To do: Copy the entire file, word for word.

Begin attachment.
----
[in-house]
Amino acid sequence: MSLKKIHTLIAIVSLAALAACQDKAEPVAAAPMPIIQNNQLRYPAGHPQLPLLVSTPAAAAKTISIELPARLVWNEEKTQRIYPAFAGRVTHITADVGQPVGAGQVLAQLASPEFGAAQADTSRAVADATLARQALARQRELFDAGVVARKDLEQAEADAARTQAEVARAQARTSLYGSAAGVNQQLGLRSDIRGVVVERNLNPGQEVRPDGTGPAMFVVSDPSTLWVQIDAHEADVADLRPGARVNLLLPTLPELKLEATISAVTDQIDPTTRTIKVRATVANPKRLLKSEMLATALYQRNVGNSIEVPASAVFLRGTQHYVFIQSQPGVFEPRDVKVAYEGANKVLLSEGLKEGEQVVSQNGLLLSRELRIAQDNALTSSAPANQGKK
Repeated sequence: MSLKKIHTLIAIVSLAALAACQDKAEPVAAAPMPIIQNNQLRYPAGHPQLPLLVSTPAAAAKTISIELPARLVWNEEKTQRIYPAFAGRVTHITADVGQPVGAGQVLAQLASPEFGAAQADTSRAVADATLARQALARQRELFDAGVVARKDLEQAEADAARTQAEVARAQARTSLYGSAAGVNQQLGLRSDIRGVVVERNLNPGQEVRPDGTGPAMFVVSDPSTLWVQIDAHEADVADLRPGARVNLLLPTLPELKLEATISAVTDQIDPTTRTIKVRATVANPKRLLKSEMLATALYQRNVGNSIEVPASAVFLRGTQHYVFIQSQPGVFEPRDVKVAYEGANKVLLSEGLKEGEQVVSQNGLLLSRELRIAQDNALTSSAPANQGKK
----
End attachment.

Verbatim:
[in-house]
Amino acid sequence: MSLKKIHTLIAIVSLAALAACQDKAEPVAAAPMPIIQNNQLRYPAGHPQLPLLVSTPAAAAKTISIELPARLVWNEEKTQRIYPAFAGRVTHITADVGQPVGAGQVLAQLASPEFGAAQADTSRAVADATLARQALARQRELFDAGVVARKDLEQAEADAARTQAEVARAQARTSLYGSAAGVNQQLGLRSDIRGVVVERNLNPGQEVRPDGTGPAMFVVSDPSTLWVQIDAHEADVADLRPGARVNLLLPTLPELKLEATISAVTDQIDPTTRTIKVRATVANPKRLLKSEMLATALYQRNVGNSIEVPASAVFLRGTQHYVFIQSQPGVFEPRDVKVAYEGANKVLLSEGLKEGEQVVSQNGLLLSRELRIAQDNALTSSAPANQGKK
Repeated sequence: MSLKKIHTLIAIVSLAALAACQDKAEPVAAAPMPIIQNNQLRYPAGHPQLPLLVSTPAAAAKTISIELPARLVWNEEKTQRIYPAFAGRVTHITADVGQPVGAGQVLAQLASPEFGAAQADTSRAVADATLARQALARQRELFDAGVVARKDLEQAEADAARTQAEVARAQARTSLYGSAAGVNQQLGLRSDIRGVVVERNLNPGQEVRPDGTGPAMFVVSDPSTLWVQIDAHEADVADLRPGARVNLLLPTLPELKLEATISAVTDQIDPTTRTIKVRATVANPKRLLKSEMLATALYQRNVGNSIEVPASAVFLRGTQHYVFIQSQPGVFEPRDVKVAYEGANKVLLSEGLKEGEQVVSQNGLLLSRELRIAQDNALTSSAPANQGKK